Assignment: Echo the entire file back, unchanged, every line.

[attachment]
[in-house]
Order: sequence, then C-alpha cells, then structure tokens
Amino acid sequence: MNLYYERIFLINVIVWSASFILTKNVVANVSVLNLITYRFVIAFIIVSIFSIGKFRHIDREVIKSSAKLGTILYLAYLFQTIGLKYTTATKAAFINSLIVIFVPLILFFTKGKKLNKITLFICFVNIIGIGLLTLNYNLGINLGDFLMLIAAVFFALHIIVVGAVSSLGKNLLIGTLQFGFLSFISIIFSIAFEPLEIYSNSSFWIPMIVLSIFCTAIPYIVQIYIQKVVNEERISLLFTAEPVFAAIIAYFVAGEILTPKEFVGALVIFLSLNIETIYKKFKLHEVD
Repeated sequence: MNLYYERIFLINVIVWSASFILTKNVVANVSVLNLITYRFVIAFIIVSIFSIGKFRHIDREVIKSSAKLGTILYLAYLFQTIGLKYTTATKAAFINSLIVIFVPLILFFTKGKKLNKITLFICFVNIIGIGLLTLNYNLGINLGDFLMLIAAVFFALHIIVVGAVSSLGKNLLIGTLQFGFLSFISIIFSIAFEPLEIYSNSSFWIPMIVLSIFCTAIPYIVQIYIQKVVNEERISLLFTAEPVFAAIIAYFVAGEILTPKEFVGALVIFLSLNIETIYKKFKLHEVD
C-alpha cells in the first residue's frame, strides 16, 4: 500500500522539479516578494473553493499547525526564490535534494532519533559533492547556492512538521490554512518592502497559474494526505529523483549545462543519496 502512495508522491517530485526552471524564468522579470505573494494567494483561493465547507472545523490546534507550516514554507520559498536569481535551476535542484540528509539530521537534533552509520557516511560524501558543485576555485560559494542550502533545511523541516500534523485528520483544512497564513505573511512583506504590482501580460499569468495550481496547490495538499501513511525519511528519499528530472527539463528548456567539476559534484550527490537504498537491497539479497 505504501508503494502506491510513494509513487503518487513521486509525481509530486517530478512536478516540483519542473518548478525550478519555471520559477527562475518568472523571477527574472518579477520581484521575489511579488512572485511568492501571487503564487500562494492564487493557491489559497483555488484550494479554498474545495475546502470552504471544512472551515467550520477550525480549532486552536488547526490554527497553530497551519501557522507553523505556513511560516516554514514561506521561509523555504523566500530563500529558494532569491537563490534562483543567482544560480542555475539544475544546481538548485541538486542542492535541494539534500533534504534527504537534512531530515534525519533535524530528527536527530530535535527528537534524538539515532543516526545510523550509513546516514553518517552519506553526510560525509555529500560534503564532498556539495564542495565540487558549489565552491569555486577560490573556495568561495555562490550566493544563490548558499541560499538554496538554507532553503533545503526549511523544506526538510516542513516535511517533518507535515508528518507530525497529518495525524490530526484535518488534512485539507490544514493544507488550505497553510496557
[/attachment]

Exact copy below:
[in-house]
Order: sequence, then C-alpha cells, then structure tokens
Amino acid sequence: MNLYYERIFLINVIVWSASFILTKNVVANVSVLNLITYRFVIAFIIVSIFSIGKFRHIDREVIKSSAKLGTILYLAYLFQTIGLKYTTATKAAFINSLIVIFVPLILFFTKGKKLNKITLFICFVNIIGIGLLTLNYNLGINLGDFLMLIAAVFFALHIIVVGAVSSLGKNLLIGTLQFGFLSFISIIFSIAFEPLEIYSNSSFWIPMIVLSIFCTAIPYIVQIYIQKVVNEERISLLFTAEPVFAAIIAYFVAGEILTPKEFVGALVIFLSLNIETIYKKFKLHEVD
Repeated sequence: MNLYYERIFLINVIVWSASFILTKNVVANVSVLNLITYRFVIAFIIVSIFSIGKFRHIDREVIKSSAKLGTILYLAYLFQTIGLKYTTATKAAFINSLIVIFVPLILFFTKGKKLNKITLFICFVNIIGIGLLTLNYNLGINLGDFLMLIAAVFFALHIIVVGAVSSLGKNLLIGTLQFGFLSFISIIFSIAFEPLEIYSNSSFWIPMIVLSIFCTAIPYIVQIYIQKVVNEERISLLFTAEPVFAAIIAYFVAGEILTPKEFVGALVIFLSLNIETIYKKFKLHEVD
C-alpha cells in the first residue's frame, strides 16, 4: 500500500522539479516578494473553493499547525526564490535534494532519533559533492547556492512538521490554512518592502497559474494526505529523483549545462543519496 502512495508522491517530485526552471524564468522579470505573494494567494483561493465547507472545523490546534507550516514554507520559498536569481535551476535542484540528509539530521537534533552509520557516511560524501558543485576555485560559494542550502533545511523541516500534523485528520483544512497564513505573511512583506504590482501580460499569468495550481496547490495538499501513511525519511528519499528530472527539463528548456567539476559534484550527490537504498537491497539479497 505504501508503494502506491510513494509513487503518487513521486509525481509530486517530478512536478516540483519542473518548478525550478519555471520559477527562475518568472523571477527574472518579477520581484521575489511579488512572485511568492501571487503564487500562494492564487493557491489559497483555488484550494479554498474545495475546502470552504471544512472551515467550520477550525480549532486552536488547526490554527497553530497551519501557522507553523505556513511560516516554514514561506521561509523555504523566500530563500529558494532569491537563490534562483543567482544560480542555475539544475544546481538548485541538486542542492535541494539534500533534504534527504537534512531530515534525519533535524530528527536527530530535535527528537534524538539515532543516526545510523550509513546516514553518517552519506553526510560525509555529500560534503564532498556539495564542495565540487558549489565552491569555486577560490573556495568561495555562490550566493544563490548558499541560499538554496538554507532553503533545503526549511523544506526538510516542513516535511517533518507535515508528518507530525497529518495525524490530526484535518488534512485539507490544514493544507488550505497553510496557